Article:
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What Lance Armstrong should say…but won’t

If it's true that Lance Armstrong may confess to doping, here's what I think he should say:

For years, I lied, cheated, and stole my way to the top of professional cycling. I was the key man in a wide-ranging effort to field the strongest, fastest, and winningest teams in the history of the Tour de France. I contracted with doctors, trainers, and other riders who shared my vision of cheating and domination. For years, I lied to everyone about my efforts, even going so far as to sue those who would question my authenticity.

I have shamed myself, embarrassed my friends and family, and let down the millions of people who looked to me as their idol. I deserve every bit of anger, disappointment, and resentment that people have heaved in my direction. For all of that, I am sorry for everything I've done, and have nothing but regret for the choices I made in my cycling career.

I cannot change the past, but I can hopefully change the future. Today I start that process by returning all of my prize winnings, all of my salary, and all of the proceeds from my advertising partners from the years I was cheating. Of course, I cannot conceivably do this in one chunk, but that's where my efforts will lie in future years.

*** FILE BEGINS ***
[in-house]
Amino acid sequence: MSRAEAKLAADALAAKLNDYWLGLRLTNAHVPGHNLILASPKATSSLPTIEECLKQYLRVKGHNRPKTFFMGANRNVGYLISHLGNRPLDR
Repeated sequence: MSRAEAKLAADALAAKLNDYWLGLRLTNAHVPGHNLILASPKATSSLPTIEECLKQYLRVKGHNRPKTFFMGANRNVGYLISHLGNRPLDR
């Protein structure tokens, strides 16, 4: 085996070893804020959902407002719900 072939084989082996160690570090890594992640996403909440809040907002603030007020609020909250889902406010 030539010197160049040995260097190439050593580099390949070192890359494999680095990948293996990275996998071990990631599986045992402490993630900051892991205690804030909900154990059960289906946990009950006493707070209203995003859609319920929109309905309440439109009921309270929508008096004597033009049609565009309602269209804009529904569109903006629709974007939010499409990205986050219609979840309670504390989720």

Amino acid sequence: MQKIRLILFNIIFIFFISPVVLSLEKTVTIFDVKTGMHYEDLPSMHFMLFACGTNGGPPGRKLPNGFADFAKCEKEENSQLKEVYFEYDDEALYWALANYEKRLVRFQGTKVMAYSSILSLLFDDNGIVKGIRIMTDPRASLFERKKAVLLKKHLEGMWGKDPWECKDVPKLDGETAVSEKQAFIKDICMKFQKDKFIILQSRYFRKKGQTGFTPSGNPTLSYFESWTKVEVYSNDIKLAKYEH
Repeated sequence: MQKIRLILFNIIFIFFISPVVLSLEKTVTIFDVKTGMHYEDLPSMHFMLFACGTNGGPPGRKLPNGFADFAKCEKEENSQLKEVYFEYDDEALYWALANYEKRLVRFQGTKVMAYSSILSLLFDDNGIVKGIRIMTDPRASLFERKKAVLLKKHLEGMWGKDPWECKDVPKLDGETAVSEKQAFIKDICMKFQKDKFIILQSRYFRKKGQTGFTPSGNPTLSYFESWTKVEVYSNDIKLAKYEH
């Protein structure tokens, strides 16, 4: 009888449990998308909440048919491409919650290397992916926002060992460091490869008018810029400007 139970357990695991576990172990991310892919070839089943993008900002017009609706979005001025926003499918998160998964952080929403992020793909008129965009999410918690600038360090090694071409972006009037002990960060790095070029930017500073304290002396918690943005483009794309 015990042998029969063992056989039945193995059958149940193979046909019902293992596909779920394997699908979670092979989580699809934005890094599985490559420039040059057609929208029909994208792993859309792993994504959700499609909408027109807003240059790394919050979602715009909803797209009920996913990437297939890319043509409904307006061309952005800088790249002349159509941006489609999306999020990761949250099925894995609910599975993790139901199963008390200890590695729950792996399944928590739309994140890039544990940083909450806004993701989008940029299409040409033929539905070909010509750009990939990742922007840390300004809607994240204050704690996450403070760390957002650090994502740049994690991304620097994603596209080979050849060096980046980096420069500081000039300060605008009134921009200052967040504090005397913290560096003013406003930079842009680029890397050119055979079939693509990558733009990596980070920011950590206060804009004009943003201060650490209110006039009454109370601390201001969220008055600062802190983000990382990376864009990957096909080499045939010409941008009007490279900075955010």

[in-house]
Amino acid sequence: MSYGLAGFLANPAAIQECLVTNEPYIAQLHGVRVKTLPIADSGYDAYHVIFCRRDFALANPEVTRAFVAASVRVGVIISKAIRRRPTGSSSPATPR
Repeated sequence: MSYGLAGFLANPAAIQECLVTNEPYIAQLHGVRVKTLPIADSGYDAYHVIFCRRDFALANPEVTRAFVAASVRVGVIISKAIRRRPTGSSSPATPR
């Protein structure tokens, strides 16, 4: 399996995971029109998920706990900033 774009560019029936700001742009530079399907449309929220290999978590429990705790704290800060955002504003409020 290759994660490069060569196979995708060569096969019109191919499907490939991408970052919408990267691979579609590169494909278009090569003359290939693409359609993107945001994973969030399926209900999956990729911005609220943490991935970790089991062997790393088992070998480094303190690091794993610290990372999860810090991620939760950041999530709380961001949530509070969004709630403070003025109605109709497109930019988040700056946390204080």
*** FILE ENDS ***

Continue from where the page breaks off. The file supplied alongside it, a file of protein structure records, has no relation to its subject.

I will also start working with USADA and other anti-doping organizations to teach them the tricks our teams used to bypass the testing processes, in the hopes that they can catch future cheaters early and often.

Finally, I will begin working to earn the respect and trust that millions heaped upon me solely due to my drug-enhanced Tour de France victories. I cannot do this through professional cycling, of course, but will attempt to do so through my work with cancer patients, my fundraising efforts for various charities, and my work with anti-doping agencies.

In closing, I stand before you in shame, offering no excuses for my historical actions. Going forward, though, I will do my best to earn back your trust and admiration through my actions.

Of course, it won't come out that way…

More than likely, we'll get something along these lines:

The rumors of my drug use are true; I doped while winning my Tour de France titles. How did this happen? Early on, I was recruited into the doping program by Dr. Ferraro. Given that everyone else was doping, I saw no way to be competitive if I didn't also use performance enhancing drugs. If it would have been possible, I would have ridden clean, I really would have.

In the long run, I knew it was an OK thing to do, though, because I was gaining publicity and funding for my cancer-fighting organization, Livestrong. I knew that Livestrong would become a world force in the fight against cancer, so that made my doping activities more justifiable.

I'm sorry this all came out the way it did, and I hope you can forgive me.

Or something similarly massaged to admit no actual culpability, to not repay others from his ill-gotten gains, and to not take steps to make things better going forward. We'll see, I guess.

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